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Conscience & Peace
Christopher Funez and Deasija Kelly
As a citizen in Chicago I worry about being safe in my neighborhood. We collaborated together and created a poster to voice our opinion and stop the violence. In the poster, Conscience & Peace, there are different colors, shapes, and sizes of hands reaching towards a tear drop. The hands represent the different citizen ages and genders. The teardrop represents consciousness. The message our piece is sending out is that the Chicago community should attempt to find the conscious to end violence and enforce peace.

 

YOUmedia: Back of the Yards Creative Community Workshops Summer 2016

Summer programming at Back of the Yards will be split between curriculum focused on the NVAM Permanent Collection and the Operation Mom’s Couch Exhibition currently on display and the Vision Quilt project founded by Cathy DeForest of Washington state.

Students at BoY are predominantly Latino, or middle school- early high school age.  According to CPL YouMedia staff, these youth have been regularly and directly influenced by gang and gun violence in the neighborhood which has some of the highest rates of gun related deaths in the city (this is also true of the Woodsen branch in Roseland where we will also be running programs this summer.)

Weekly goals:

  • 15-20 youth engaged per session
  • Create a cohort of 10+ youth that regularly attend weekly sessions
  • Complete weekly as well as full program projects
  • Gather feedback from participating youth, non participating youth and CPL staff weekly
  • Gather data at beginning and end or summer program from participating and CPL staff
  • Weekly reflection by NVAM staff at each CPL location of programming
  • Document and share on NVAM Outloud as part of working in the open model

Resources:

  • NVAM Staff: Christine Bespalec-Davis
  • Materials provided by
  • NVAM
  •  CPL
  • Vision Quilt
  • Funding staff hours
  • Hive
  • CPL- Non funded partner in development of YouMedia programming around the city of Chicago to underserved neighborhoods
  • Beginning Summer 2016 to 3 branches
  • Expanding in 2016-17 school year and following summer

Expected outcomes for youth as they engage with the NVAM Curriculum:

  1. Greater understanding of teh real impact of war through th eeyes of those who were there.
  2. Learning to look- utilizing teh NVAM permanent Colelction adn current exhibitions to interpret meaning and the ways in which art shares a story unique to the artist and to the audience.
  3. Meet artists actively sharing stories through art making
  4. Feel confident in sharing ideas and stories through artmaking

Expected outcomes for youth as they engage with the Vision Quilt Project:

  1. Students will view Vision Quilt panels made by a variety of people and reflect on the impact of gun violence on their personal lives and in their communities
  1. Students will generate possible solutions to preventing gun violence through short visual and written exercises, followed by discussion.  These activities will allow students’  voices to be heard and introduce the power of art to create dialogue and social change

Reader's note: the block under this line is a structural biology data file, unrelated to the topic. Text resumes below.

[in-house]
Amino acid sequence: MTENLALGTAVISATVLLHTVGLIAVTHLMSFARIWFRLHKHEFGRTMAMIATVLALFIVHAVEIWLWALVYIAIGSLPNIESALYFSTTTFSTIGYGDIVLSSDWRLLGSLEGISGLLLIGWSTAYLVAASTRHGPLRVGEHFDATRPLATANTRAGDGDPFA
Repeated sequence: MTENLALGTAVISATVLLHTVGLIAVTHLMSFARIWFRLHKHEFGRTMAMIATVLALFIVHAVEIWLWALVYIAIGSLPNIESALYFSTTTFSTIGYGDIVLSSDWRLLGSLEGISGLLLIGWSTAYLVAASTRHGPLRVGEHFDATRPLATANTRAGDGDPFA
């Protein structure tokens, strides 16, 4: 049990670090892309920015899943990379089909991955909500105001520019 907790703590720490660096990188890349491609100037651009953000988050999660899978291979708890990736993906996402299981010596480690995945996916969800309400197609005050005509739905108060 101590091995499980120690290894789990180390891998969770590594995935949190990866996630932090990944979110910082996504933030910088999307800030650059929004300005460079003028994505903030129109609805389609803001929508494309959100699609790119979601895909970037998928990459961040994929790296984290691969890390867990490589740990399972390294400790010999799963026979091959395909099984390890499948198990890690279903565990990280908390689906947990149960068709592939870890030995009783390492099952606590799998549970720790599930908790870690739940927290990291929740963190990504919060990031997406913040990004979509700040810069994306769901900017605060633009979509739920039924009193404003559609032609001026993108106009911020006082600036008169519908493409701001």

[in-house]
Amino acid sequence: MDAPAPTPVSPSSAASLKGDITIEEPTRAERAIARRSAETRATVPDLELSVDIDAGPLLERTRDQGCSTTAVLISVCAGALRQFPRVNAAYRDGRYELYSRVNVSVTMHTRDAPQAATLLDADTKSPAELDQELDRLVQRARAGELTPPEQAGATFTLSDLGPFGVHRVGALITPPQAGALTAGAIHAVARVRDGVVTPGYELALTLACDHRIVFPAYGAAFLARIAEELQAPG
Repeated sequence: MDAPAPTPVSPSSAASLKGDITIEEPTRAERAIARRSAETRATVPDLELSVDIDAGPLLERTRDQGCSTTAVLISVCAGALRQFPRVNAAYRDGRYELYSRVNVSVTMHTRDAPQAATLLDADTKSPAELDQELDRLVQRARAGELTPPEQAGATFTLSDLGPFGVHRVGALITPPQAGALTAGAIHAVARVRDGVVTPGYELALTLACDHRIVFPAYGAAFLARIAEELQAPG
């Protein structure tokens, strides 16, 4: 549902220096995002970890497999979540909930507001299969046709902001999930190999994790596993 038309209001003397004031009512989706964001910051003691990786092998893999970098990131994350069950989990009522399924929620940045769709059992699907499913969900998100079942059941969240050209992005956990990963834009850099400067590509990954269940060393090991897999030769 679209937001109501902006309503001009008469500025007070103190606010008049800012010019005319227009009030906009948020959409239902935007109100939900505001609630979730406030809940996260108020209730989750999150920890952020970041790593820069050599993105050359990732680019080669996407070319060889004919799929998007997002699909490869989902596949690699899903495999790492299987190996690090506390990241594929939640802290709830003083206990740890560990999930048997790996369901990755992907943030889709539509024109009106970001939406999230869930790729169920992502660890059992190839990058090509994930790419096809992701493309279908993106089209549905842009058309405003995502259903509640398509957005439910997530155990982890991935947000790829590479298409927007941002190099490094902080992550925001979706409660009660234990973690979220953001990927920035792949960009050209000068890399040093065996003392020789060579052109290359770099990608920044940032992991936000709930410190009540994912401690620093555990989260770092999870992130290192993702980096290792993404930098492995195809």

1. Students will create their own 18 x 24 panels, with modeled, guided support.  These Vision Quilt panels will be displayed and celebrated at the Camp Sweeney Open House on June 24, 2016
  1. Students will offer ideas on how to involve their families in making Vision Quilt panels in the future

Inspiring kids about the Vision Quilt:

The Vision Quilt is a national grassroots project using the power of art to prevent gun violence.  You will be  creating panels for the Vision Quilt using spray paint, drawing, painting, stencils and the power of writing, with visiting artists to help.

No art experience is needed.

Your Vision Quilt panels will be displayed at the National Veterans Art Museum in Chicago in the fall of 2016. Panels made in Chicago will stay in Chicago and be displayed in libraries, community centers, and places of worship. 

Logistics: Students will participate in 8+ sessions of 2 hours each. The model for each session will follow the model of:  Look, Dialog, Make.

June 28- Session 1 NVAM Curriculum

Introduction: NVAM Permanent Collection and Operation Mom’s Couch

Youth are introduced to the NVAM permanent collection and especially Operation Mom’s Couch.  Slideshow from online sources nvam website, nvamoutloud and Eric’s website.

Impact:Art of the Comic Book Cover

  • Looking more closely at examples of comic book covers by Eric Garcia
  • Students break down the elements that make a successful  comic book cover and design a sketch for a super hero comic book tat include: name, superpower, mission , location , etc
  • Finished drawings were hung up in the space.  Proposal tp make the windows of the space into a comic book emerged
  • Prep for Field trip

July 5- Session 1 Vision Quilt Curriculum

  • Kris shared links to research and learn more about the Vision Quilt and the AIDS quilt
  • These links are meant to help teen understand the inspiration behind their project and provide inspiration for preliminary sketches.  Next session will show examples of the VQ and begin more directed drawing and development

July 12- Session 2 NVAM Curriculum

  • Review visit to NVAM
  • Surveys completed
  • Show examples of VQ—look at any sketches of ideas
  • Begin plan for comic book windows!

Summer Wrap up:

  • Finish Quilt– document and critique
  • Meet with Eric Garcia-
  • Critique comic panels and add art to the windows!
  • Prepare for Vision Quilt Showcase at NVAM